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Matthew Wong, The Realm of Appearances.Courtesy Sotheby/Handout

The painting went on the block during Sotheby’s prestigious evening sale in late June, alongside some of the most seminal artists in history: works by Jean-Michel Basquiat, Andy Warhol, Roy Lichtenstein, Mark Rothko, Willem de Kooning and Francis Bacon.

The Realm of Appearances was painted by Matthew Wong in 2018 – a 65 by 80 inch oil on canvas in the complex and expressive style for which he became known, and one of the first paintings to go to auction since the painter’s death by suicide near his home in Edmonton in October. He was 35 years old.

‘He was just starting’: The exceptional life and artistic legacy of Matthew Wong

The painting had been estimated at US$60,000 to US$80,000, but the bids blew quickly by those figures, and still the phones kept ringing.

“The response was extraordinary,” said David Galperin, who heads evening contemporary art auctions for Sotheby’s. “… The response was just amazing because we had interest spanning from around the world. It really was a testament to how universally resonant his body of work is and how it deeply touches people from all different geographies, regions and demographics.”

The auction itself was unusual. Delayed since May because of the pandemic, it took place entirely online, with bidders appearing virtually and by phone. Galperin said there were 59 registered bidders for Wong’s painting, the most he has ever seen for a single lot in a contemporary art evening sale.

“I think that goes to show just how wide, deep and far reaching the interest in this painting was,” he said.

At the end, two bidders remained, one represented by a Sotheby’s employee in New York, the other by an employee in Hong Kong. By the time the hammer fell, The Realm of Appearances sold to an anonymous buyer for US$1.5-million (US$1.8-million with fees), marking an exponential increase in value for Wong’s work and garnering international attention with headlines such as “Matthew Wong’s Market Ascends.” The auction was fast and intense, lasting a little more than three minutes.

It is remarkable recognition for an artist who first showed his work in 2014 and made his U.S. premiere in 2016. At the time, he had been painting only about three years.

Born in Toronto and raised between there and Hong Kong, Wong had more recently been living with his parents in Edmonton. He studied photography and began experimenting with ink on paper in his late 20s, but it is through painting that he soon found a powerful voice.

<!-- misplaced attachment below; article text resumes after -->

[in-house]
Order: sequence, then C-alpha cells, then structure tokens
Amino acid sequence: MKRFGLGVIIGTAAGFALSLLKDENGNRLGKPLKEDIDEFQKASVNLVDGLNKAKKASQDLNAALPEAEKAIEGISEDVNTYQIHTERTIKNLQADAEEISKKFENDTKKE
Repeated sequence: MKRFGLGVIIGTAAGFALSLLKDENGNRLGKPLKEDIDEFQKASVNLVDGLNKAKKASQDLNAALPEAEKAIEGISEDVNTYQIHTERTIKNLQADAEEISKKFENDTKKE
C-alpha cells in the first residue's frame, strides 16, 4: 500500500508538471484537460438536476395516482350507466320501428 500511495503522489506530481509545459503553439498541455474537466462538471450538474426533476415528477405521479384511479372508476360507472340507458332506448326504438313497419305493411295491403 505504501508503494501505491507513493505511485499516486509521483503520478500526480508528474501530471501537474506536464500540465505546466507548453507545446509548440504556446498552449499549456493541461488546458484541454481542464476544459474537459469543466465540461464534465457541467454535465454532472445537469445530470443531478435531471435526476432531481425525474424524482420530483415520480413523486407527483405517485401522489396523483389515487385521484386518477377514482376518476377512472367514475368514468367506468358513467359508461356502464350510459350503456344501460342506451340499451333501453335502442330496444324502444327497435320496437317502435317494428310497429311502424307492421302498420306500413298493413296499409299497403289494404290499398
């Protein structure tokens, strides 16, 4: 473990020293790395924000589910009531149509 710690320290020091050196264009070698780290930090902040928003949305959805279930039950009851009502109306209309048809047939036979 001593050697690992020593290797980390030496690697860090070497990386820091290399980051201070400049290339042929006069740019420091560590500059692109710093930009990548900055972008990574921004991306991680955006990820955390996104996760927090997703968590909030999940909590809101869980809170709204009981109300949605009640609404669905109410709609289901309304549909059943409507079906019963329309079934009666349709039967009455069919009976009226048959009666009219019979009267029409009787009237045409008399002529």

Painting prolifically and connecting with people in the art community online, his work was quickly recognized by some of the most influential critics, curators and collectors in the world. Some called him a visionary, others a genius.

Wong’s first solo show opened at Karma in New York in March, 2018, to remarkable notice. New York Magazine art critic Jerry Saltz called it “one of the most impressive solo New York debuts I’ve seen in a while.”

But Wong had struggled deeply throughout his life. Speaking to The Globe and Mail after his death, his mother, Monita Wong, said Wong was diagnosed with autism and Tourette syndrome as a child; after becoming suicidal as a teen, he was further diagnosed with depression, obsessive-compulsive disorder and paranoia.

Interest has been growing in Wong’s work over the past two years, Galperin said, particularly since his death and his posthumous solo show, Blue.

He attributes the intense interest in The Realm of Appearances both to the quality of the painting, which he says he believes to be one of Wong’s best works, and also because so few pieces are for sale. (None of the 26 paintings in Blue were made available for purchase.)

The Realm of Appearances is the second of Wong’s paintings to go to auction. A small 10 by 8 inch gauche on paper sold at Sotheby’s in May for US$62,500.

Another of Wong’s oil paintings, a 2017 canvas called Homecoming, will be up for auction at Christie’s on Friday.

Monita Wong declined to comment on the sales, and said by text that she is focused on working with museums, creating scholarships and stewarding the legacy of her son’s life and work.